Many Nigerians are groaning under acute water scarcity as vendors in several parts of the country have increased charges as a result of persistent power blackout and fuel scarcity making access to water for domestic needs difficult for many families.
While boreholes, wells and even streams in cities and rural communities are being overcrowded by families in need of water, LEADERSHIP Sunday observed that one might mistake them as car owners queuing for fuel or those waiting to collect souvenirs from events.
Abuja, Abia, Kaduna, Ekiti, Lagos, Plateau, Nasarawa, Kwara and Gombe are reported to be worst hit. Over 70 per cent of residents in the aforementioned states rely on solely on commercial water vendors who prior to the hardship sold a 20 litre jerry can of water for N10 as against the new rate of N50.
Further findings by our correspondents revealed that the scarcity has affected the production and distribution of sachet water (pure water) as many manufacturers used to source their water from public supply sources and private boreholes.
Consequently, a cart containing twelve 20-litre jerry cans which was sold for N250 now sells for N500.
LEADERSHIP Sunday also observed that most taps in city centres have gone dry without a drop of water for a couple of weeks.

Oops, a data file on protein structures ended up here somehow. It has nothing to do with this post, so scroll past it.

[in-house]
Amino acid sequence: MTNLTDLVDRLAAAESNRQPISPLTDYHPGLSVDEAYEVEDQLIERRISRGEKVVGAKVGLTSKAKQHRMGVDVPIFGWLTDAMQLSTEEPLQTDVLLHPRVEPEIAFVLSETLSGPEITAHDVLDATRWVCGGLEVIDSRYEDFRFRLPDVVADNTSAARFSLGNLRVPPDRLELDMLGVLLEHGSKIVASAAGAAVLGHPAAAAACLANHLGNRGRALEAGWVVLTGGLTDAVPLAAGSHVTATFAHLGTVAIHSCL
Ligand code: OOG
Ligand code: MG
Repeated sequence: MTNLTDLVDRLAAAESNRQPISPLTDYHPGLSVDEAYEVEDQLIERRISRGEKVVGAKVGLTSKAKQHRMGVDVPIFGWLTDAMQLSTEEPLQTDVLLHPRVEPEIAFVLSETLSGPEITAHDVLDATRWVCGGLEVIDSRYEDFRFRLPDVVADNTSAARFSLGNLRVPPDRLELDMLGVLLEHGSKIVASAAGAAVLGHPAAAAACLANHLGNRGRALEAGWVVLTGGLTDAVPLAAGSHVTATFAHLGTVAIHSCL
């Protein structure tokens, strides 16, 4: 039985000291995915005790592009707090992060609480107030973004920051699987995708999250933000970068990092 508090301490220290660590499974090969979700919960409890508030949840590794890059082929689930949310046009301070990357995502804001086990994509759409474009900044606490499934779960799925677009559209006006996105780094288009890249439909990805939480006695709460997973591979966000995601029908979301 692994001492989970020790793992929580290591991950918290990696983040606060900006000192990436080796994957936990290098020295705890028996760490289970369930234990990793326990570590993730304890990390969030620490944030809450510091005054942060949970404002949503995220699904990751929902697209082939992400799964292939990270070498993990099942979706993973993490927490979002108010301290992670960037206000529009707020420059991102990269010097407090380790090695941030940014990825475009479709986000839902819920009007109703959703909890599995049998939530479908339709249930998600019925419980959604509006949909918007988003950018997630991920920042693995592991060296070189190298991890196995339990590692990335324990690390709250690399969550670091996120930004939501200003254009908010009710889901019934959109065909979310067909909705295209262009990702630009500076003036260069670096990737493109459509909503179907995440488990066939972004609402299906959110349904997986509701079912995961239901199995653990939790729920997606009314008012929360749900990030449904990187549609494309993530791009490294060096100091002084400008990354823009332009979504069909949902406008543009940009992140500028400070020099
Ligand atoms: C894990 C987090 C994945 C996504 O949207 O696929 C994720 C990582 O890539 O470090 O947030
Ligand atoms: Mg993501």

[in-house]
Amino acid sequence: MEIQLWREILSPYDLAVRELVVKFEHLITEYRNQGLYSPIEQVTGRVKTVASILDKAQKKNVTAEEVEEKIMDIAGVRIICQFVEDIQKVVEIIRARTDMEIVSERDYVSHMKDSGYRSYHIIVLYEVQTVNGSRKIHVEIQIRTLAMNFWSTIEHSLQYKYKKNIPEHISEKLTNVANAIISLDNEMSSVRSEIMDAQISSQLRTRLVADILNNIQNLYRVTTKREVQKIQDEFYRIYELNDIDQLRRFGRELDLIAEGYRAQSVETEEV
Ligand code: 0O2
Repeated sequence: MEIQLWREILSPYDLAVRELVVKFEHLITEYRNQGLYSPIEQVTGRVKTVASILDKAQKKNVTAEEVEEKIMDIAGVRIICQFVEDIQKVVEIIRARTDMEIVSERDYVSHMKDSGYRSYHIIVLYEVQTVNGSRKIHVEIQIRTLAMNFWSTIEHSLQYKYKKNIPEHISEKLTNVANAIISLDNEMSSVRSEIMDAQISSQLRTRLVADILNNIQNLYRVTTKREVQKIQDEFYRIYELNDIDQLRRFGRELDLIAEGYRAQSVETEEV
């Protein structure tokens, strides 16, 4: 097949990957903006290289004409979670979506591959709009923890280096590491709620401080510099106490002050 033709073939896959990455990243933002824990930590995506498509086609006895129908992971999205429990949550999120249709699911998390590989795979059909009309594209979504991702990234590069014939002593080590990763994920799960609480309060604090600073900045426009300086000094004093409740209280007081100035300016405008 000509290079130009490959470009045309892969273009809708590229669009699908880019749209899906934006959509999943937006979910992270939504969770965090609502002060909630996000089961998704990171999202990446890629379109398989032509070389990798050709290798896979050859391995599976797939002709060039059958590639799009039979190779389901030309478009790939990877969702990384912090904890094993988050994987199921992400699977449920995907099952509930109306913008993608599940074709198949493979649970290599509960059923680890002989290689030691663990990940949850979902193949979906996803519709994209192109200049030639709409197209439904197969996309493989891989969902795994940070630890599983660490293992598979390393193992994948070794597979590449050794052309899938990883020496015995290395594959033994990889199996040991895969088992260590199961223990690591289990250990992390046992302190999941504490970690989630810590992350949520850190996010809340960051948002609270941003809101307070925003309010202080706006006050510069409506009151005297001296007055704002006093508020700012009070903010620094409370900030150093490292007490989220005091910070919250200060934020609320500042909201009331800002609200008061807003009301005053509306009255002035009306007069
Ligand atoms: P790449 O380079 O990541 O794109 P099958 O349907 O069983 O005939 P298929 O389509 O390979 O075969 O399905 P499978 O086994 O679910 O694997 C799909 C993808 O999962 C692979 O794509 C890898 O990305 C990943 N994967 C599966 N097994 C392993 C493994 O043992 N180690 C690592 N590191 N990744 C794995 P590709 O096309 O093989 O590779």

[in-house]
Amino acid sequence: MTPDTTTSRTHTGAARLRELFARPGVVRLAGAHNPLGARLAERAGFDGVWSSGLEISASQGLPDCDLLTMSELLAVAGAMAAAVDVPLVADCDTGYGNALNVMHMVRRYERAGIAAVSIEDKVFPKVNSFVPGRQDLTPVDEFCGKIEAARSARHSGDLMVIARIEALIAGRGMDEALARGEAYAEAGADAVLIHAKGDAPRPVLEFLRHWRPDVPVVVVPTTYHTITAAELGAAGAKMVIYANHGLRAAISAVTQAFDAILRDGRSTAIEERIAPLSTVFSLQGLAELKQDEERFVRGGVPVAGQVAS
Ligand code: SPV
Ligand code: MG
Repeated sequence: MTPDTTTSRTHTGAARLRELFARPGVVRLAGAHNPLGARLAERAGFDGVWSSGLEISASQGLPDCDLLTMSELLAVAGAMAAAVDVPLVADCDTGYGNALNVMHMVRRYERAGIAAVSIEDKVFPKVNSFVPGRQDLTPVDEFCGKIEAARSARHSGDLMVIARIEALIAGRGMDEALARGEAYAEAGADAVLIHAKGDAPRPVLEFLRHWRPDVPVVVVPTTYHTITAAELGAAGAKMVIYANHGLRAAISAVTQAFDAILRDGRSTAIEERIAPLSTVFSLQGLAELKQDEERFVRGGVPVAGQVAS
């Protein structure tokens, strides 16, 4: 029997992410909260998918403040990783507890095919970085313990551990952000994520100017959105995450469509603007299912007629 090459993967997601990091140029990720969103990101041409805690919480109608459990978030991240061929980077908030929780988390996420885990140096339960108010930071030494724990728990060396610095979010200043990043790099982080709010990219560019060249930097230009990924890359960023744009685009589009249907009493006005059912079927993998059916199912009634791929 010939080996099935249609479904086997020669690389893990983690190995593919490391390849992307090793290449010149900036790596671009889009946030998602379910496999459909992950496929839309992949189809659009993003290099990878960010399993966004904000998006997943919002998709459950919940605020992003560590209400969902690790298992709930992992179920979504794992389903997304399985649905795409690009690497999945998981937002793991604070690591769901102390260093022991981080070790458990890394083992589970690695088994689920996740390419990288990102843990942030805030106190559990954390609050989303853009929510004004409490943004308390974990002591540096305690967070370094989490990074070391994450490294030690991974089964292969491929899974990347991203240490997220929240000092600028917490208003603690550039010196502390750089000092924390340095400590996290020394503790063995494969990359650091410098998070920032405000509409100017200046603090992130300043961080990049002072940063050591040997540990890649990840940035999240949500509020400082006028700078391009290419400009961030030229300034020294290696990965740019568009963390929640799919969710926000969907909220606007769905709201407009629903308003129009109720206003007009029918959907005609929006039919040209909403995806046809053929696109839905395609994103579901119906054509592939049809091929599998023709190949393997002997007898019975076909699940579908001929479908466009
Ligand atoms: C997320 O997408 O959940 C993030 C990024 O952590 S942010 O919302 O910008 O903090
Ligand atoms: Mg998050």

Some borehole operators in Abuja told our correspondent that they were currently running at a loss, and they all agreed to add only N50 to the initial fixed price of N70 for which they sold a cart of 12 cans of 20-litre jerry cans.
Borehole operators in Kubwa, Nyanya, Karu, Kado and Gwarimpa and other suburbs of Abuja told LEADERSHIP Sunday that their facilities were crowded because domestic users who purchase water directly from them get it for as cheap as N20 for the 25-litre jerry can.
They said the price increase was due to the prolonged power outage and exorbitant fuel price, especially among black marketers which has remained at N400 per litre.
They said, “The electricity situation in Abuja as you can see is affecting our business; most people with boreholes aren’t even selling because most fuel stations where they used to buy petrol from to pump their generators are not willing to sell fuel in jerry cans. Worse is that soldiers often seize plastic containers, sometimes with already purchased fuel, leaving us frustrated.